But what is really intended is, as a rule, to deny that there is any such thing as the general good at all. This doctrine cannot be logically refuted, unless by discovering in those who maintain it some opinion which implies the opposite. If a man were to maintain that there were no such thing as colour, for example, we should be unable to disprove his position, provided he was careful to think out its implications. As a matter of fact, however, everybody does hold opinions which imply a general good. Everybody judges that some sorts of communities are better than others; and most people who affirm that when they say a thing is good they mean merely that they desire it, would admit that it is better two people's desires should be satisfied than only one person's. In some such way people fail to carry out the doctrine that there is no such concept as good; and if there is such a concept, then what is good is not good for me or for you, but is simply good. The denial that there is such a thing as good in an impersonal sense is only possible, therefore, to those who are content to have no ethics at all. (§ 35 ¶ 2)


It is possible to hold that, although there is such a thing as the general good, and although this is not always best served by pursuing my own good, yet it is always right to pursue my own good exclusively. This doctrine is not now often held as regards individuals; but in international politics it is commonly held as regards nations. Many Englishmen and many Germans would admit that it is right for an English statesman to pursue exlusively the good of England, and a German the good of Germany, even if that good is to be attained by greater injury to the other. It is difficult to see what grounds there can be for such a view. If good is to be pursued at all, it can hardly be relevant who is going to enjoy the good. It would be as reasonable for a man on Sundays to think only of his welfare on future Sundays, and on Mondays to think only of Mondays. The doctrine, in fact, seems to have no merit except that it justifies acts otherwise unjustifiable. It is, indeed, so evident that it is better to secure a greater good for A than a lesser good for B, that it is hard to find any still more evident principle by which to prove this. And if A happens to be someone else, and B to be myself, that cannot affect the question,since it is irrelevant to the general maxim who A and B may be. (§ 36 ¶ 1)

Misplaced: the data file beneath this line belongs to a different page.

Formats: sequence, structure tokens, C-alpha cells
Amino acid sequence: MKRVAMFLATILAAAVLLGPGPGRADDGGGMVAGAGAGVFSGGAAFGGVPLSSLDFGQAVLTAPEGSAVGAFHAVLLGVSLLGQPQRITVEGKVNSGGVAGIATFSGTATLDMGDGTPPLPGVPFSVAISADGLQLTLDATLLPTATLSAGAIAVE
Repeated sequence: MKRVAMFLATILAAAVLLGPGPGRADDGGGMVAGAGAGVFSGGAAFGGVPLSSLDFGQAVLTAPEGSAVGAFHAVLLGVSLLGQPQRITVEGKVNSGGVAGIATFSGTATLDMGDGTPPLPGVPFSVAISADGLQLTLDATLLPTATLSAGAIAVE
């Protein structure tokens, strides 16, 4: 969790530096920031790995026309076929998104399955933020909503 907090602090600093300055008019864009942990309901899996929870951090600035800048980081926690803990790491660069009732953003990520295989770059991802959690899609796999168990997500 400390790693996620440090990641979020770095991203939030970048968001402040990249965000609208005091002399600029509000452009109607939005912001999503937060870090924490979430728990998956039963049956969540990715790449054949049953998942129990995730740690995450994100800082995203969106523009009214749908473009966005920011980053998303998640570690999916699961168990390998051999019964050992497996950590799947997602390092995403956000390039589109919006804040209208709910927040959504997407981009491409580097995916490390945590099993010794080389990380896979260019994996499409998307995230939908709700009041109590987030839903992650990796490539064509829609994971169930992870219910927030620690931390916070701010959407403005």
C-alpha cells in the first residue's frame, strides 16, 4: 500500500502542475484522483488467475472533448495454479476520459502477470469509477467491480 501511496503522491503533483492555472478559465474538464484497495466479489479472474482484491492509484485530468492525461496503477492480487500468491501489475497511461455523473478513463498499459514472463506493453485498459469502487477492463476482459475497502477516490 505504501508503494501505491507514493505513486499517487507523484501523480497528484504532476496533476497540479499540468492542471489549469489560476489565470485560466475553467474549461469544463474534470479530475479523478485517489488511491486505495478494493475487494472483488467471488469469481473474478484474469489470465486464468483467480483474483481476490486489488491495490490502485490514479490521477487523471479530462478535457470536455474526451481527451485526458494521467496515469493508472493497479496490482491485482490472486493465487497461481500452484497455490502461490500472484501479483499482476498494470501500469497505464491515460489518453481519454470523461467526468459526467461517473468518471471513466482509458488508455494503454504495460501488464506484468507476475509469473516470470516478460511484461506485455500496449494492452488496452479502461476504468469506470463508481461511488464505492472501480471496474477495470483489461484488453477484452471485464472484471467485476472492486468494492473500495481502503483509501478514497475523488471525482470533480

If no form of egoism is valid, it follows that an act which ought to be performed may involve a self-sacrifice not compensated by any personal good acquired by means of such an act. So unwilling, however, are people to admit self-sacrifice as an ultimate duty that they will often defend theological dogmas on the ground that such dogmas reconcile self-interest with duty. Such reconciliations, it should be observed, are in any case merely external; they do not show that duty means the pursuit of one's own interest, but only that the acts which it dictates are those that further one's own interest. Thus when it is pretended that there are logical grounds making such reconciliations imperative, we must reply that the logical purpose aimed at could only be secured by showing that duty means the same as self-interest. It is sometimes said that the two maxims, You ought to aim at producing the greatest possible good and You ought to pursue your own interest, are equally evident; and each is supposed to be true in all possible circumstances and in all possible worlds. But if that were the case, a world where self-interest and the general good might conflict ought not only to be non-existent, but inconceivable; yet so far is it from being inconceivable, that many people conceive it to be exemplified in the actual world. Hence the view that honesty is the best policy may be a comfort to the reluctant saint, but cannot be a solution to the perplexed logician. The notion, therefore, that a good God or a future life can be logically inferred to remove the apparent conflict of self-interest and the general good is quite unwarrantable. If there were a logical puzzle, it could only be removed by showing that self-interest and the general good mean the same thing, not by showing that they coincide in fact. But if the above discussion has been sound, there is no logical puzzle: we ought to pursue the general good, and when this conflicts with self-interest, self-interest ought to give way. (§ 36 ¶ 2)